The phrase "in an abundance of caution" has been heard throughout corporate america, restaurants, conferences, meetings, airlines, hotels, and sports stadiums over the past week.
This phrase is meant to preface the terrible cancellation or inconvenience that is to follow with the need for safety first.
In fact, I just opened an email from a conference in Orlando (where I was scheduled to speak in 2 weeks) postponing their event until summer. In case you were wondering, I was delivering my signature keynote STOP IGNORING YOUR CUSTOMER'S JOURNEY.
With the NCAA, NBA, NHL, and MLS all cancelling their seasons, and many gathering spots limited to half maximum occupancy, we are entering uncharted territory when it comes to serving customers.
The Coronavirus pandemic has shaken the country, created anxiety, and resulted in a sharp downturn in the economy. Through it all many organizations will close, while others remain open to varying extents.
For every entertainment venue that closes a hospital will remain open to serve. For every amusement park that locks its gates for the short term, a host of gas stations and grocery stores will continue to provide service.
The following will keep your business centered on the best possible experiences for customers during the Coronavirus outbreak.
TOGETHER WE SERVE
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Don't take chances with safety
Nothing trumps safety on any given day, but during a time like this you have to double down on all the basics. If you feel you must close for general health and safety, then do so - and reopen as soon as you can for your team and your customers. If you remain open then consider how you will invoke technology, lower occupancy, or curbside delivery to serve in new ways, while still helping to support social distancing. Also make sure you have sanitizer stations and hand washing available for your customers and your team.
Protect the customer experience
During times of economic turmoil many organizations cut labor and product quality - which can actually trade away long term growth for short term gains. You must remember throughout this challenge that you will eventually reopen at full capacity and you'll need your customers to support you. If you don't keep your hospitality and consistent execution on point, you'll find that your customers take their business to a competitor.
Take care of yourself and your team
Whether you lead teams or are an individual who serves customers directly, be sure you are taking care of yourself and those around you. As a leader you must ensure that your team is well enough to work and that you are not putting your team or customers at risk. Keep your team calm and centered on the task at hand - they may need to talk or give voice to their concerns as well, so be ready to listen. Your team will naturally be worried during this outbreak and your care will help them stay focused on serving customers and clients. The more at ease they feel, the more authentic and understanding their service will be.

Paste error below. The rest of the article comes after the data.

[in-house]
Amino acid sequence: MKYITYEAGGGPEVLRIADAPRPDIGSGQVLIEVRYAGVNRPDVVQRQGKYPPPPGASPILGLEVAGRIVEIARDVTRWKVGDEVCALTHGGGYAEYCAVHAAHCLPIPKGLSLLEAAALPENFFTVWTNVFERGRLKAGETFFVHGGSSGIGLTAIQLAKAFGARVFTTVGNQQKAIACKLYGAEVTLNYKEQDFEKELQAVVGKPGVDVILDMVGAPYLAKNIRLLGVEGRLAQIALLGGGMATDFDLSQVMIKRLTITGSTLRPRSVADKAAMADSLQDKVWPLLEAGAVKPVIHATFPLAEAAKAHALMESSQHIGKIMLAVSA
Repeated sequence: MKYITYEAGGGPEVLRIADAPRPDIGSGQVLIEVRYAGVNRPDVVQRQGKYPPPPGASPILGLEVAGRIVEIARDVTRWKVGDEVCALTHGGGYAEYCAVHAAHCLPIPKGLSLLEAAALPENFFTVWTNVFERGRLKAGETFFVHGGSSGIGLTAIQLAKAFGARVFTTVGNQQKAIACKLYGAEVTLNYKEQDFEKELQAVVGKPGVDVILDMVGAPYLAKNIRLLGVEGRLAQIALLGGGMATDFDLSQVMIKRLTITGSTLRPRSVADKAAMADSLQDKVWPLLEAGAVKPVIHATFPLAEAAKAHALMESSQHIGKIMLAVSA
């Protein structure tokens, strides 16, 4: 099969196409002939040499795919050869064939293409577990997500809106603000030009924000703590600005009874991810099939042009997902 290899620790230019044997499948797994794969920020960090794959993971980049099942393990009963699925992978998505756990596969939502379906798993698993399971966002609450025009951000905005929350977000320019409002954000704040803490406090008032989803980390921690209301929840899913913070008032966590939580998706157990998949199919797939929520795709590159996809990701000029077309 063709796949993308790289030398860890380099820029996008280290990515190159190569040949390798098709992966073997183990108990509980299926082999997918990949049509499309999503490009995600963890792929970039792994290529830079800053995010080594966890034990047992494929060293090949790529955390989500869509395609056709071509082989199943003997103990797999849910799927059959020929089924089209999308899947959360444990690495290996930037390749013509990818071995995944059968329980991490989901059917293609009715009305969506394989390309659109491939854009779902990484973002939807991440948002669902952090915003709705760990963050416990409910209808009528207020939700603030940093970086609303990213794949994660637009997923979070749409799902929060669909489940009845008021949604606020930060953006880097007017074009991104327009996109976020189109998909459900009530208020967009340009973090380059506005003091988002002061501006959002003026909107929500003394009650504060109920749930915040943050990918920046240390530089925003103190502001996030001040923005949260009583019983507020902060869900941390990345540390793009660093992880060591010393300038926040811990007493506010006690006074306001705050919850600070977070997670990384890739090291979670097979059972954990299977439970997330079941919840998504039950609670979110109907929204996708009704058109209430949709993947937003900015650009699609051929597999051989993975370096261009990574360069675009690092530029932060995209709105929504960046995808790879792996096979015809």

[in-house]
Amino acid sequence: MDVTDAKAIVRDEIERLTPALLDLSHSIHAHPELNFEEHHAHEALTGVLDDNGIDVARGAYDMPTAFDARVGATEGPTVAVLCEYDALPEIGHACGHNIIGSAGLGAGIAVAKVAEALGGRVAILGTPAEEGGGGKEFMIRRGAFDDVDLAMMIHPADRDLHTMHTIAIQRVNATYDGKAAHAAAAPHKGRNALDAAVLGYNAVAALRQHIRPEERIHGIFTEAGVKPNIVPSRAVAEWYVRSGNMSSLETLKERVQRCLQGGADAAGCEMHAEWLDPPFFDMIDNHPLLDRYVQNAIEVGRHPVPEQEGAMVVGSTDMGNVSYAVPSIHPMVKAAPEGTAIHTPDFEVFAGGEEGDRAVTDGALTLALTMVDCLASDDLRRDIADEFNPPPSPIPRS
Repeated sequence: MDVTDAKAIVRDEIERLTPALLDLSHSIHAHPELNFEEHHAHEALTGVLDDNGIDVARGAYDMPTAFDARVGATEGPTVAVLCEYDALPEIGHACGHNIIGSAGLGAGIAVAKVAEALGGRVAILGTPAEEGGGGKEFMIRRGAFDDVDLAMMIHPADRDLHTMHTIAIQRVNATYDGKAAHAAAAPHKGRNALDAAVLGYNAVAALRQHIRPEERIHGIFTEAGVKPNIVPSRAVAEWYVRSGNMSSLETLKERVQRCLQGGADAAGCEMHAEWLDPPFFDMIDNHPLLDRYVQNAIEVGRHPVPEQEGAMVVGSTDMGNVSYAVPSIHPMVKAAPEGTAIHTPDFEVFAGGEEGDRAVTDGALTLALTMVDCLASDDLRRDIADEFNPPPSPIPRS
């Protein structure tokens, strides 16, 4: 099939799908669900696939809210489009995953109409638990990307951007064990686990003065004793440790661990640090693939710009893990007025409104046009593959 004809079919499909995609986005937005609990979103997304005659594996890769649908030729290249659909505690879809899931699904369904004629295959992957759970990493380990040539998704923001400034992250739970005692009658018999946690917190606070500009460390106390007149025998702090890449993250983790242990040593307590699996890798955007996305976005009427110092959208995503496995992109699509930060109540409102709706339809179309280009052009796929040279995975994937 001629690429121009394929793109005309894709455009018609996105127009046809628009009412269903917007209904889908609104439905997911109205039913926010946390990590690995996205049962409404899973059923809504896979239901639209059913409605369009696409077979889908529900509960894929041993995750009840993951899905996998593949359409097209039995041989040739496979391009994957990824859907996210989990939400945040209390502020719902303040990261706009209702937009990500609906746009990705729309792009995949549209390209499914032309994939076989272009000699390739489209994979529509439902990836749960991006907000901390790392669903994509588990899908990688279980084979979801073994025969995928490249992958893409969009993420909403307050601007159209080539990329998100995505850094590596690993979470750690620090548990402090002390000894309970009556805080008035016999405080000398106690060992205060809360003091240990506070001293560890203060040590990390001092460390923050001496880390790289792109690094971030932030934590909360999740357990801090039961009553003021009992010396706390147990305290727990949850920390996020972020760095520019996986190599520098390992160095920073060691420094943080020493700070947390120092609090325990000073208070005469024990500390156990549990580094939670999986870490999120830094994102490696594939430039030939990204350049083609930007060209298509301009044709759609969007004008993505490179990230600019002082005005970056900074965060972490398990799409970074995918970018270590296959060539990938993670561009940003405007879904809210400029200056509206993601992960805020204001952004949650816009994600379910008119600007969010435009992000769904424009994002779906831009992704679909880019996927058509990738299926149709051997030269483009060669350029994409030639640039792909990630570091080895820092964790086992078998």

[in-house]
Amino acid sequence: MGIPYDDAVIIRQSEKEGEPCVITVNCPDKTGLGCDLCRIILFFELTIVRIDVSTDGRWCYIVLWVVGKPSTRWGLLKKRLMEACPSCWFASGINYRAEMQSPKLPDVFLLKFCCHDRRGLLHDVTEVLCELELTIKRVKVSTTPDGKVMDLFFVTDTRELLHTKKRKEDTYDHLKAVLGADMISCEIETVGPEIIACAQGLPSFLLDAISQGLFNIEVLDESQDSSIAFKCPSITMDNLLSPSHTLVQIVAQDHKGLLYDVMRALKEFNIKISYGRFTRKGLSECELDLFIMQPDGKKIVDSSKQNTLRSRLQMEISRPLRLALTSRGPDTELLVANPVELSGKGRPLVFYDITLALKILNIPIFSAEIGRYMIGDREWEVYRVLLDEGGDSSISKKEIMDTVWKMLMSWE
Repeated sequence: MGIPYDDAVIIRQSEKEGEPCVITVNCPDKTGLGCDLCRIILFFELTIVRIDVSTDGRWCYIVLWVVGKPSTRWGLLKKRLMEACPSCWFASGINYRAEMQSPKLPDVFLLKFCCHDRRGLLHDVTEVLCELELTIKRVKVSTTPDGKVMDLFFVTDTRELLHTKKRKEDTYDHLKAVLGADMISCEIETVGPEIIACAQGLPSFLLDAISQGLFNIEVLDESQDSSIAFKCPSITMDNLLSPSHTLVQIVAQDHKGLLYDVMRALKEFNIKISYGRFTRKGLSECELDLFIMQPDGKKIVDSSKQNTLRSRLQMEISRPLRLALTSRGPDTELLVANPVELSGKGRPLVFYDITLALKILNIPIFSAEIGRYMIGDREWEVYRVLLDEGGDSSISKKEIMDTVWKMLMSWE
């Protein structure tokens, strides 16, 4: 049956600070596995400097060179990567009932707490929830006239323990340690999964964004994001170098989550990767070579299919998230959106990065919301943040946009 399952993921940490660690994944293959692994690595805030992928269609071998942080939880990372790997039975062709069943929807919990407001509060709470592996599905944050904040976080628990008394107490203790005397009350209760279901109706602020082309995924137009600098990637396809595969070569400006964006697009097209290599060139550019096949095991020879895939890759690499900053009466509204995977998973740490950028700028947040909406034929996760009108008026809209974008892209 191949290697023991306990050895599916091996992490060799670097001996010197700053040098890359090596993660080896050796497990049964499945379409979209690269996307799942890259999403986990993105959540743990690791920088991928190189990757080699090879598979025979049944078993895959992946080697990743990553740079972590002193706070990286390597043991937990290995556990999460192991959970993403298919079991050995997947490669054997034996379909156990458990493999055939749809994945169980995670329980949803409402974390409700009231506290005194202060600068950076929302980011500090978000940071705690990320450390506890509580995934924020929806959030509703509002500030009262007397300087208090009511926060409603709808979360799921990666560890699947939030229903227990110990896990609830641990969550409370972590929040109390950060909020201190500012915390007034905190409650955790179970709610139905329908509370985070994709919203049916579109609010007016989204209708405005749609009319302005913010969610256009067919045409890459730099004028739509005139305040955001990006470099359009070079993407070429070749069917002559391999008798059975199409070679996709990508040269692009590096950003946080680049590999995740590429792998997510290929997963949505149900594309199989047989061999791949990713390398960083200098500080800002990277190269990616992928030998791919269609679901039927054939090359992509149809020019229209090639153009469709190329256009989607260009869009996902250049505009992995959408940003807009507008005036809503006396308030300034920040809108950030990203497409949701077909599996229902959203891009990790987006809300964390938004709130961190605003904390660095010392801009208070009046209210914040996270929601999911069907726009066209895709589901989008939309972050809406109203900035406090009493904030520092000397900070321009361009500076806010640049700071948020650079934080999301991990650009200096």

Don't discount your customers' anxiety
When something we count on starts to break down even a little bit, people panic. I was traveling home from a speaking event this week and you could sense the trepidation in the airports as folks tried to make sense of the confusing and rapidly changing situation. Be ready for customers that may be distracted, anxious, easily upset, or impatient. Frame up the situation in a constructively empathetic point of view so that you can help reduce anxiety by not adding to their frustration and friction.
Get ahead with communication
Be honest about what COVID-19 will mean for your business model and your customer's experience. If you are closing or altering your service hours, use all methods to keep customers up to date. If a product isn't available or if you are scaling back production, make sure they are aware. Letting customers find out when they arrive at your location or when a delivery is late will damage your reputation. Customers assign higher stakes to execution during tough times, so don't let them down.
Remember this may continue for some time - but the good news is that we will come out on the other side and grow our economy together again.
This is where you and your organization must reinvigorate the basics and the spirit of empathy so that your customers feel your compassionate and well executed service.
They are counting on you to help them get through this challenging time. Keep them at the center of everything you do and you'll be seen as dependable and a source of normalcy they can count on.
Tony Johnson, CCXP
Customer Experience (CX) Leader | Author | Speaker | Consultant
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Tony Johnson is an international speaker and author on the topics of customer service, leadership, and performance. Tony speaks to thousands annually and has also been featured on ABC News. He is available for custom keynotes, leadership workshops, and employee service training.
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